Mr. Robot fans were deservedly celebrating on Sunday night, as the USA hacker drama won the 2016 Golden Globe Award for ‘Best Television Series – Drama’, and star Christian Slater earned the Globe for ‘Best Performance by an Actor in a Supporting Role for Television’. There’s no doubt they deserved them (and you could argue that Rami Malek should have earned the ‘Best Performance by an Actor’ award as well).
Yet USA fans will know that the 2016 Golden Globes were the first major awards won by any of the network’s series since Monk won the last of its eight Emmys (among other trophies) in 2010.
That was the same year Sharon Gless was nominated for an Emmy for her work as Madeline Westen on Burn Notice, but she didn’t win. Patrick J. Adams earned a Screen Actors Guild nomination for the first season of Suits in 2012, but he didn’t win either.
The only major award handed to USA in the last five years has been Ellen Burstyn’s 2013 Emmy victory for Political Animals, which wasn’t a regular series but a miniseries.
Baffling, isn’t it?
Since Monk‘s premiere in 2003, USA has been one of the most consistent networks in turning out quality original series: Psych, Burn Notice, White Collar, Royal Pains, Fairly Legal, Graceland, Suits, Complications and now Mr. Robot. Every one of those shows has had solid writing and at least one great acting performance, usually more than one.
Most of them have had strong fan followings, getting nominated for People’s Choice Awards and winning two (one for Psych in 2014 and one for Matt Bomer of White Collar last year). Most of them have gone on for several seasons, and even the ones that haven’t have been memorable for their short period on the air.
USA shows always seem to get good reviews, and they’ve picked up plenty of smaller awards and nominations over the last 13 years. One example of many is Matt Nix winning a 2008 Edgar Allen Poe Award for the pilot episode of Burn Notice.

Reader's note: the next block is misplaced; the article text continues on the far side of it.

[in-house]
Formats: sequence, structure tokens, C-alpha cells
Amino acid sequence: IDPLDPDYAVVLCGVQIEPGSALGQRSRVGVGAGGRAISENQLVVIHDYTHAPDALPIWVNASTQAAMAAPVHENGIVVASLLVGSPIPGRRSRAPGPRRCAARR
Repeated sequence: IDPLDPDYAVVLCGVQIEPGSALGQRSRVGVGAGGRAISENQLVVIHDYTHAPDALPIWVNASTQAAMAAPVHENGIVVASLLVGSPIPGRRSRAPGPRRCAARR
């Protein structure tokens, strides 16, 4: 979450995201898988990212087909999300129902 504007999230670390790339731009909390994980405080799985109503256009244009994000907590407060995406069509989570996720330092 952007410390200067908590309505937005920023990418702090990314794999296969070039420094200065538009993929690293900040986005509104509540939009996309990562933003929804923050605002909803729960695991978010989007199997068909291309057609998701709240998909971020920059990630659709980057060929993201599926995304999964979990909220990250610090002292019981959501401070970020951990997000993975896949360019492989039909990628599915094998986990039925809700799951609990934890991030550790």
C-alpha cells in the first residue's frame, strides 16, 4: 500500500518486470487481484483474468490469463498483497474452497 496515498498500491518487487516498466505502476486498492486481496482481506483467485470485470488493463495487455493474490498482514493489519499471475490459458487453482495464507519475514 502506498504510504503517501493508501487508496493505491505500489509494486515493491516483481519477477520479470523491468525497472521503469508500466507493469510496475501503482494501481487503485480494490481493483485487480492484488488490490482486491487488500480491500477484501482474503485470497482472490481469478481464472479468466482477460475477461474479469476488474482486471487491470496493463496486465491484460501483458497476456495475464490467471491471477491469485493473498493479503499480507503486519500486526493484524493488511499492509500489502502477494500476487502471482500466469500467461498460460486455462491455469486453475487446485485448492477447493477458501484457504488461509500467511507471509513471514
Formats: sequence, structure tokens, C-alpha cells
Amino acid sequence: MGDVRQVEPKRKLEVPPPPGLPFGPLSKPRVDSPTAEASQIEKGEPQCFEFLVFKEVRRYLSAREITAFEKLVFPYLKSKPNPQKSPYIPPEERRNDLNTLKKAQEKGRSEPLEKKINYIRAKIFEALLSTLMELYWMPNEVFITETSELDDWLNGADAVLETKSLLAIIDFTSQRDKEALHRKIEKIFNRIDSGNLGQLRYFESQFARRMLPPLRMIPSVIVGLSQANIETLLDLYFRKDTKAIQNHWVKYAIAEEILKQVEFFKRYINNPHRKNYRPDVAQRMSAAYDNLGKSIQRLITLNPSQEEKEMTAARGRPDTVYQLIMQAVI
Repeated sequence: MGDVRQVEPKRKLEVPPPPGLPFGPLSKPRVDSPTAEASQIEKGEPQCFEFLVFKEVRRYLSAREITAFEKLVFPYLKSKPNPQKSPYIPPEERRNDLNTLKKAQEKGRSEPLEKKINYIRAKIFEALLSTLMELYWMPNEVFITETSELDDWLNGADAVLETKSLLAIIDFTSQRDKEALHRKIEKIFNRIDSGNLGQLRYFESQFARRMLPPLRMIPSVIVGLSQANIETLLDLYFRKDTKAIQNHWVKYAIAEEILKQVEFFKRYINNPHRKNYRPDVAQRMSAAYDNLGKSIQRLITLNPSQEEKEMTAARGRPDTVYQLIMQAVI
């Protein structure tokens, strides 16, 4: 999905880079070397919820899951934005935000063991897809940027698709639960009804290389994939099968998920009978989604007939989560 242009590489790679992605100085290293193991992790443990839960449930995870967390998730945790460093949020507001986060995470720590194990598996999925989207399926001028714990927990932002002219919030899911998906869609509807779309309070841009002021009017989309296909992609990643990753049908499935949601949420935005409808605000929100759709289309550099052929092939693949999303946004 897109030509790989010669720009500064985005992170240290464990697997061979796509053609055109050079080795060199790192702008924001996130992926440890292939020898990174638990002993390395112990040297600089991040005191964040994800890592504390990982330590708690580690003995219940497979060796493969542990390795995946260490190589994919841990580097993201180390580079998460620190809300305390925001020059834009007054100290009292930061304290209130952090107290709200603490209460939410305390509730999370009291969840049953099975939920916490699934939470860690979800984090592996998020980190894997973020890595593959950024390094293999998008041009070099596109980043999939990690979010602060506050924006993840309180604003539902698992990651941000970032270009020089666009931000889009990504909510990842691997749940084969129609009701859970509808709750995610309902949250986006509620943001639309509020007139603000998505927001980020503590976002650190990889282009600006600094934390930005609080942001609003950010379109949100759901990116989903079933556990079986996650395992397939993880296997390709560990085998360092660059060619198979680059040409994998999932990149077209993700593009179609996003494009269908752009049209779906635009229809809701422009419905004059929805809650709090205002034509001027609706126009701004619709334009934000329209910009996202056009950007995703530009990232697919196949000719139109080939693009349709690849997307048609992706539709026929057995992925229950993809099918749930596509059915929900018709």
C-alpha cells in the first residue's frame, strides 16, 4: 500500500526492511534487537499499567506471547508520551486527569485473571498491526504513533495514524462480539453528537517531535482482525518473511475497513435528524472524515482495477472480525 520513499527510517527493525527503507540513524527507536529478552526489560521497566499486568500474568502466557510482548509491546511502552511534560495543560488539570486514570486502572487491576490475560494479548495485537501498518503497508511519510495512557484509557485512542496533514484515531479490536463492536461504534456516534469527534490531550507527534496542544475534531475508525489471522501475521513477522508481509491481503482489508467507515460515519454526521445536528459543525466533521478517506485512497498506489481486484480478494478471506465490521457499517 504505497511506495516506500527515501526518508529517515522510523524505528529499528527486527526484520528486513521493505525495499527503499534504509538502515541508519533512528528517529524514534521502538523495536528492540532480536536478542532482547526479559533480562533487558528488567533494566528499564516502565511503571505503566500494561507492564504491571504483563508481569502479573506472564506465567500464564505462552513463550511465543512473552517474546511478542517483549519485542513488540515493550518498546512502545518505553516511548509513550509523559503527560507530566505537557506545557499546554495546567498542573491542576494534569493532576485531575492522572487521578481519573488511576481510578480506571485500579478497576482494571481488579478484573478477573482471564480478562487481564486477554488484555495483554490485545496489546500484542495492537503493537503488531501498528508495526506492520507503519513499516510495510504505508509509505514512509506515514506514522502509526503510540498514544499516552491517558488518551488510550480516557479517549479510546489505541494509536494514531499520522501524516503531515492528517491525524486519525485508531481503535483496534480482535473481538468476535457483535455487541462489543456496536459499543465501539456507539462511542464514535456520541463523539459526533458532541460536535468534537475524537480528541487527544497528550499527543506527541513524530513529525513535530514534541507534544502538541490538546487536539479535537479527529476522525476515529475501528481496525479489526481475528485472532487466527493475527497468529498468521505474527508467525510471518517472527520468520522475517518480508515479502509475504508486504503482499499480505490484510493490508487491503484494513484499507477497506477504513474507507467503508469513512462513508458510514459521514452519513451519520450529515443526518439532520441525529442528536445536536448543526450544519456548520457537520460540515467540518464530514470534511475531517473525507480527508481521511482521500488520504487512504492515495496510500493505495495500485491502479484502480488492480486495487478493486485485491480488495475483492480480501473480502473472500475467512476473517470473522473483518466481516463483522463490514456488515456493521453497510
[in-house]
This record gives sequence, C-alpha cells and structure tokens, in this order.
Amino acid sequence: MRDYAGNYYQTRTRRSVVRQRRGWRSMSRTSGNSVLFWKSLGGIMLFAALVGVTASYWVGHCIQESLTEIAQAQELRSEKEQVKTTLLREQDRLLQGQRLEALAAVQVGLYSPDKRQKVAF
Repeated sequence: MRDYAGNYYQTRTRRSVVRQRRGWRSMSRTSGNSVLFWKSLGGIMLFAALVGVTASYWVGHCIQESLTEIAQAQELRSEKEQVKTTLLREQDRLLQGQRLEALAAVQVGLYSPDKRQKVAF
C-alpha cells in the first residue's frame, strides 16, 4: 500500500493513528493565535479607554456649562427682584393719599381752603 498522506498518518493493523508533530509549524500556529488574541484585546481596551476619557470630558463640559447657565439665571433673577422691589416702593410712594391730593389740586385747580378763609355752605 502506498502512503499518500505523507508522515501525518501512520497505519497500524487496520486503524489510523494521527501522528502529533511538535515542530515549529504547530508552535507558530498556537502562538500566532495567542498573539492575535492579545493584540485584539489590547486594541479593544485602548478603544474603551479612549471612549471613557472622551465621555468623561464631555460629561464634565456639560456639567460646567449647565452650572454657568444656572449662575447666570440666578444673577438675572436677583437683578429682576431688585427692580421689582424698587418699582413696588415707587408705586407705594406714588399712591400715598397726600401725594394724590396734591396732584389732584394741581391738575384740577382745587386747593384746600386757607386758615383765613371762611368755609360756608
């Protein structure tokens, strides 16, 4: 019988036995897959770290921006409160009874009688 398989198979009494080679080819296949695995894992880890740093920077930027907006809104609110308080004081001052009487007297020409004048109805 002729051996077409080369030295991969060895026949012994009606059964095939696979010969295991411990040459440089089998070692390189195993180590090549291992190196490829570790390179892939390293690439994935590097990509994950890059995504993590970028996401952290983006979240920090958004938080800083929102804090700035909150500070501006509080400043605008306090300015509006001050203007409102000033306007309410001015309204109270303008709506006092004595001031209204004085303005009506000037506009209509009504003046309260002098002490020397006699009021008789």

But it’s taken until now and Mr. Robot for the big names to truly sit up and take notice.
Seemingly everyone on the planet was raving about Mr. Robot this past year, and it deserved every word of acclaim that it received. It was not only a quality show but one that hit at the exact right time to connect with what was really happening in our world, so no wonder it became one of the buzziest shows of 2015. The Golden Globe wins are just cementing its mega-hit status.
Hopefully, they’ll also make the entertainment community look at USA’s original series a little more seriously when it comes to major awards recognition. It doesn’t make any sense that so many actors and writers have done great work on these shows that people are watching, and yet in most cases can’t even get a nomination.
There are shows where there’s not a weak link in the ensemble (Psych, Burn Notice, White Collar, Suits). Other shows where actors have given breakout performances that have launched their careers (Matt Bomer in White Collar and Patrick J. Adams in Suits). There are shows where veteran actors have taken things to another level (Timothy Omundson in Psych, Jeffrey Donovan in Burn Notice, Tim DeKay in White Collar, half the cast of Suits).
And the writers behind these programs have been so sharp as well, whether it was Nix’s unique voice in Michael Westen’s Burn Notice narrations and the hilarious captions he threw in, Jeff Eastin going from light drama on White Collar to the grittier world of Graceland, or Aaron Korsh tearing down and rebuilding Suits every season.
Not every show has been a success, but there’s a consistency here that most networks don’t possess. USA may not have the high profile of an FX, HBO, or Showtime, but it’s a network that has been home to a lot of fantastic storytelling for awhile now, and deserves to get its due.
It’s too late for most of the above shows, but hopefully this won’t be the last time Mr. Robot picks up a trophy. And from there, maybe we can finally recognize the remarkable writing and acting going on in Suits. The Globes are a start — perhaps now people will realize that USA’s original series can hold their own with anything else on television today.